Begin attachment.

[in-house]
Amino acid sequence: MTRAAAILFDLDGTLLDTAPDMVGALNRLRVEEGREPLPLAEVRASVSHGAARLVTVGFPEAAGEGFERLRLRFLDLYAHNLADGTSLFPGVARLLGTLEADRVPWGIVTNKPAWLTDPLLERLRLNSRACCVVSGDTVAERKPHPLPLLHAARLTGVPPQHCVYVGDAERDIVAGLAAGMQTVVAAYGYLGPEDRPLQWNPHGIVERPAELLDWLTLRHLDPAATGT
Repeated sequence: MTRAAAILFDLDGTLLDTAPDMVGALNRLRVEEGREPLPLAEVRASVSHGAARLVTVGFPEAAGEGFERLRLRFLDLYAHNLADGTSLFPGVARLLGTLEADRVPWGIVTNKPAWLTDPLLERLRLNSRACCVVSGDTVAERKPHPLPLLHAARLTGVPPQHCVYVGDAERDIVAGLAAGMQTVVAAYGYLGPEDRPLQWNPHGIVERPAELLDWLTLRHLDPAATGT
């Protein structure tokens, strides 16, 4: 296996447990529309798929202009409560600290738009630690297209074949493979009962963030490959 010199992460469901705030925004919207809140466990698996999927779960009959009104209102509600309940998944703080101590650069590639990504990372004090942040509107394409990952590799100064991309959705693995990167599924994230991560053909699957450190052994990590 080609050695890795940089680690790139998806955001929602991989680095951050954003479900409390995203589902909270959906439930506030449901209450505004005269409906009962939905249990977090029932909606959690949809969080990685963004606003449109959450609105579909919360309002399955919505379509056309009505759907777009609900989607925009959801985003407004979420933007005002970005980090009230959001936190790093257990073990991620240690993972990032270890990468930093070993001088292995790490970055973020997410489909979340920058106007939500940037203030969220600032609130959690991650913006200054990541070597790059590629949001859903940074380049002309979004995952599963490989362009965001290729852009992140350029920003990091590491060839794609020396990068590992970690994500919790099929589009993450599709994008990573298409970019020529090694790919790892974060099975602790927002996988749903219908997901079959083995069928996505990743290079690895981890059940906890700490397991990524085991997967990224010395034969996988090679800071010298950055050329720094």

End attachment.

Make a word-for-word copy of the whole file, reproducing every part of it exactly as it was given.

[in-house]
Amino acid sequence: MTRAAAILFDLDGTLLDTAPDMVGALNRLRVEEGREPLPLAEVRASVSHGAARLVTVGFPEAAGEGFERLRLRFLDLYAHNLADGTSLFPGVARLLGTLEADRVPWGIVTNKPAWLTDPLLERLRLNSRACCVVSGDTVAERKPHPLPLLHAARLTGVPPQHCVYVGDAERDIVAGLAAGMQTVVAAYGYLGPEDRPLQWNPHGIVERPAELLDWLTLRHLDPAATGT
Repeated sequence: MTRAAAILFDLDGTLLDTAPDMVGALNRLRVEEGREPLPLAEVRASVSHGAARLVTVGFPEAAGEGFERLRLRFLDLYAHNLADGTSLFPGVARLLGTLEADRVPWGIVTNKPAWLTDPLLERLRLNSRACCVVSGDTVAERKPHPLPLLHAARLTGVPPQHCVYVGDAERDIVAGLAAGMQTVVAAYGYLGPEDRPLQWNPHGIVERPAELLDWLTLRHLDPAATGT
């Protein structure tokens, strides 16, 4: 296996447990529309798929202009409560600290738009630690297209074949493979009962963030490959 010199992460469901705030925004919207809140466990698996999927779960009959009104209102509600309940998944703080101590650069590639990504990372004090942040509107394409990952590799100064991309959705693995990167599924994230991560053909699957450190052994990590 080609050695890795940089680690790139998806955001929602991989680095951050954003479900409390995203589902909270959906439930506030449901209450505004005269409906009962939905249990977090029932909606959690949809969080990685963004606003449109959450609105579909919360309002399955919505379509056309009505759907777009609900989607925009959801985003407004979420933007005002970005980090009230959001936190790093257990073990991620240690993972990032270890990468930093070993001088292995790490970055973020997410489909979340920058106007939500940037203030969220600032609130959690991650913006200054990541070597790059590629949001859903940074380049002309979004995952599963490989362009965001290729852009992140350029920003990091590491060839794609020396990068590992970690994500919790099929589009993450599709994008990573298409970019020529090694790919790892974060099975602790927002996988749903219908997901079959083995069928996505990743290079690895981890059940906890700490397991990524085991997967990224010395034969996988090679800071010298950055050329720094």